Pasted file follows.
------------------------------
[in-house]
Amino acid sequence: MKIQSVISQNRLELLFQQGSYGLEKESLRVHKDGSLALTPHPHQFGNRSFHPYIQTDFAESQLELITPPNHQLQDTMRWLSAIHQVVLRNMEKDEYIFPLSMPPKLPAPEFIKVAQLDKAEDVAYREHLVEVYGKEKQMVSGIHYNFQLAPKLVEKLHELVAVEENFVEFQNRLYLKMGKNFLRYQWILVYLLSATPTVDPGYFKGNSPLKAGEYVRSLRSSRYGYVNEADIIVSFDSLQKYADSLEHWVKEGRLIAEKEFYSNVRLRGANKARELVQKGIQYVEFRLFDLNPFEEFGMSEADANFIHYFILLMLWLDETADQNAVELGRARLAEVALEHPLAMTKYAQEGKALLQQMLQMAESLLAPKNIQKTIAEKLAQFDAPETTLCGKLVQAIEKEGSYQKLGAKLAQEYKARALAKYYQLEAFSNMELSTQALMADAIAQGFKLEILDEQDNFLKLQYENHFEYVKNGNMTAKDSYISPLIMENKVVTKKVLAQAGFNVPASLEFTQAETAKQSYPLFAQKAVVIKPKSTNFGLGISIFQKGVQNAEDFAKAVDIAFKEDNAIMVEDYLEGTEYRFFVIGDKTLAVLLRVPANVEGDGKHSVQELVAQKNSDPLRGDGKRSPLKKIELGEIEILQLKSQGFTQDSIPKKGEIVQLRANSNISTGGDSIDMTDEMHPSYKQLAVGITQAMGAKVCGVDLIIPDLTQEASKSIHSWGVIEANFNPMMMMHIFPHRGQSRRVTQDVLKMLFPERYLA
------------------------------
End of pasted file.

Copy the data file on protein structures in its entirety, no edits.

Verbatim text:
[in-house]
Amino acid sequence: MKIQSVISQNRLELLFQQGSYGLEKESLRVHKDGSLALTPHPHQFGNRSFHPYIQTDFAESQLELITPPNHQLQDTMRWLSAIHQVVLRNMEKDEYIFPLSMPPKLPAPEFIKVAQLDKAEDVAYREHLVEVYGKEKQMVSGIHYNFQLAPKLVEKLHELVAVEENFVEFQNRLYLKMGKNFLRYQWILVYLLSATPTVDPGYFKGNSPLKAGEYVRSLRSSRYGYVNEADIIVSFDSLQKYADSLEHWVKEGRLIAEKEFYSNVRLRGANKARELVQKGIQYVEFRLFDLNPFEEFGMSEADANFIHYFILLMLWLDETADQNAVELGRARLAEVALEHPLAMTKYAQEGKALLQQMLQMAESLLAPKNIQKTIAEKLAQFDAPETTLCGKLVQAIEKEGSYQKLGAKLAQEYKARALAKYYQLEAFSNMELSTQALMADAIAQGFKLEILDEQDNFLKLQYENHFEYVKNGNMTAKDSYISPLIMENKVVTKKVLAQAGFNVPASLEFTQAETAKQSYPLFAQKAVVIKPKSTNFGLGISIFQKGVQNAEDFAKAVDIAFKEDNAIMVEDYLEGTEYRFFVIGDKTLAVLLRVPANVEGDGKHSVQELVAQKNSDPLRGDGKRSPLKKIELGEIEILQLKSQGFTQDSIPKKGEIVQLRANSNISTGGDSIDMTDEMHPSYKQLAVGITQAMGAKVCGVDLIIPDLTQEASKSIHSWGVIEANFNPMMMMHIFPHRGQSRRVTQDVLKMLFPERYLA